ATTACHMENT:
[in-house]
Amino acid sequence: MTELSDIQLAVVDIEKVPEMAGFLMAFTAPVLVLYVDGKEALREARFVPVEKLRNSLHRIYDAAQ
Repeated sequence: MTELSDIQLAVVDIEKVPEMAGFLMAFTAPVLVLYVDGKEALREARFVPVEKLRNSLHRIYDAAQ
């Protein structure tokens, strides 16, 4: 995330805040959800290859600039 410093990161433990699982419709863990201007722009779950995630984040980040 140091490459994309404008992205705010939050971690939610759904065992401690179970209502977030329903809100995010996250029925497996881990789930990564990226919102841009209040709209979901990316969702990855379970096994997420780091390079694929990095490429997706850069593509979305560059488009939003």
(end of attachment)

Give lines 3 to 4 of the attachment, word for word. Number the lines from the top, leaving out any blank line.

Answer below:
Repeated sequence: MTELSDIQLAVVDIEKVPEMAGFLMAFTAPVLVLYVDGKEALREARFVPVEKLRNSLHRIYDAAQ
């Protein structure tokens, strides 16, 4: 995330805040959800290859600039 410093990161433990699982419709863990201007722009779950995630984040980040 140091490459994309404008992205705010939050971690939610759904065992401690179970209502977030329903809100995010996250029925497996881990789930990564990226919102841009209040709209979901990316969702990855379970096994997420780091390079694929990095490429997706850069593509979305560059488009939003």